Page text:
Abstract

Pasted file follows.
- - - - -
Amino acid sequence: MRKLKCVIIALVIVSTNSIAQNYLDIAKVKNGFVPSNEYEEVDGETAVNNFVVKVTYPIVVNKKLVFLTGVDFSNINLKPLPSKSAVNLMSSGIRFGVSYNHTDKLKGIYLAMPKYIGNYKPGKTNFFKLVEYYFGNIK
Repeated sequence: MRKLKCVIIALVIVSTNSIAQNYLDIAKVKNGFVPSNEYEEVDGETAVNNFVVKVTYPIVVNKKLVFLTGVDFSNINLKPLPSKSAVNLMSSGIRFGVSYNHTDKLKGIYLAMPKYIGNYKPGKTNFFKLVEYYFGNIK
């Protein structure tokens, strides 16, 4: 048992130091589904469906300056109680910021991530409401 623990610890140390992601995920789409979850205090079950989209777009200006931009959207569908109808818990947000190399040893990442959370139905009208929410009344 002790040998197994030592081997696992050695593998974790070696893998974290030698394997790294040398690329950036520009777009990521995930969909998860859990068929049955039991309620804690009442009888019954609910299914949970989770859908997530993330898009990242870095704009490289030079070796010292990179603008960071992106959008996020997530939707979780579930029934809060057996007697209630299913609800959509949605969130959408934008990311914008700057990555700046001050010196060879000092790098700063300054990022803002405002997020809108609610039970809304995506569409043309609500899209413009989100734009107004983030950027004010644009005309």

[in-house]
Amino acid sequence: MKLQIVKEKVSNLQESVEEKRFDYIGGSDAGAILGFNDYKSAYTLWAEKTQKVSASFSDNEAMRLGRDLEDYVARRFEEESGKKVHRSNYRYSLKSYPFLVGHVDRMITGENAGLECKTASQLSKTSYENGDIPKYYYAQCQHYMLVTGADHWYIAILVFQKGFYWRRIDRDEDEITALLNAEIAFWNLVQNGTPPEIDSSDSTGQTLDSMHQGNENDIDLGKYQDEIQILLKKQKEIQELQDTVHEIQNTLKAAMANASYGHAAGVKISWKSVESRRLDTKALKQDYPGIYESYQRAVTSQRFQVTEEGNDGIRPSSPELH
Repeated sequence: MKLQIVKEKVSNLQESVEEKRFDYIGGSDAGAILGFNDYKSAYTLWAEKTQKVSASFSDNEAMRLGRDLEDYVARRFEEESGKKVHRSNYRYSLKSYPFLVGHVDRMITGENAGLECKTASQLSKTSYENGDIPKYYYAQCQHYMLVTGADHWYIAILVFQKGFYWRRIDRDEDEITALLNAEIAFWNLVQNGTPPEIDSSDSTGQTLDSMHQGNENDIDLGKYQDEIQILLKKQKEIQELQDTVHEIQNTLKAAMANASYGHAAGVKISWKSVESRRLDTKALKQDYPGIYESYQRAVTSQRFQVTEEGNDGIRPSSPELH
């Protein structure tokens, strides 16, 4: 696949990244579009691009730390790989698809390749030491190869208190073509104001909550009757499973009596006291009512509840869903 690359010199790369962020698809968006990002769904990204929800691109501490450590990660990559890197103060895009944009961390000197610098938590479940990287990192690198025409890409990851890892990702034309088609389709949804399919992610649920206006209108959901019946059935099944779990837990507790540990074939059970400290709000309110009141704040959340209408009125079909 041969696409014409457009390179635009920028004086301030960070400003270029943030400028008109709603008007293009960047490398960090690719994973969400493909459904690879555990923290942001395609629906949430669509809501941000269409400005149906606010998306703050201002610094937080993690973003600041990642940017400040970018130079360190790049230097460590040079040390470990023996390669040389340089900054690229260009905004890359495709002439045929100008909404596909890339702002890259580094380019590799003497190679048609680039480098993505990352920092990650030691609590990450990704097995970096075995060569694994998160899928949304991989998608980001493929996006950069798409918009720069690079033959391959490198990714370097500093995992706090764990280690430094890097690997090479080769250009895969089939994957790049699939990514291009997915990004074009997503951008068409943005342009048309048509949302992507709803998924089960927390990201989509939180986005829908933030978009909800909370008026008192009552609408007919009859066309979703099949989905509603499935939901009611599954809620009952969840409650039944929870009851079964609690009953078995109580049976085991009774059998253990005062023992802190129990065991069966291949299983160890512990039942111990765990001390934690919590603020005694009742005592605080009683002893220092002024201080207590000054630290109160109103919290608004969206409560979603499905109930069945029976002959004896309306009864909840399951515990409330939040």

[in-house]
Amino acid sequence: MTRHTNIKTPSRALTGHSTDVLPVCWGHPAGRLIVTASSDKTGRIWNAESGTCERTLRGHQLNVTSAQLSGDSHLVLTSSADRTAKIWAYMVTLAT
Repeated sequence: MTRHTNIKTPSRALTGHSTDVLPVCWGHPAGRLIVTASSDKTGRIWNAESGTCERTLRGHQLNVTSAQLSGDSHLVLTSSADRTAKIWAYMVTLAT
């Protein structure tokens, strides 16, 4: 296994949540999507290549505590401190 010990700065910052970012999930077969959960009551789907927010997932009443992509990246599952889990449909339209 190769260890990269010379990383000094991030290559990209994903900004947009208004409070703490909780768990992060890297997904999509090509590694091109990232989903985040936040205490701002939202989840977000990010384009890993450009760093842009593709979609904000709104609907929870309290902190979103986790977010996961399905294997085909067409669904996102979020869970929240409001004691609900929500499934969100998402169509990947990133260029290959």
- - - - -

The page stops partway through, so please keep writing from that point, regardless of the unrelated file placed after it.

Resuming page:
Underperforming firms refer to firms whose performance is below owners’ expectations for a long period of time (DeTienne et al., 2008). According to population ecology theory, underperforming firms will be eventually forced out of the market. Why, then, do owner-managers persist with underperforming ventures? In this research, we draw on identity theory and social identity theory, and seek to explain how individual, relational, and social identities influence owner-managers’ decisions about underperforming ventures. Furthermore, we examine how these three types of identities interact with the availability of alternative opportunities to influence the above decisions.

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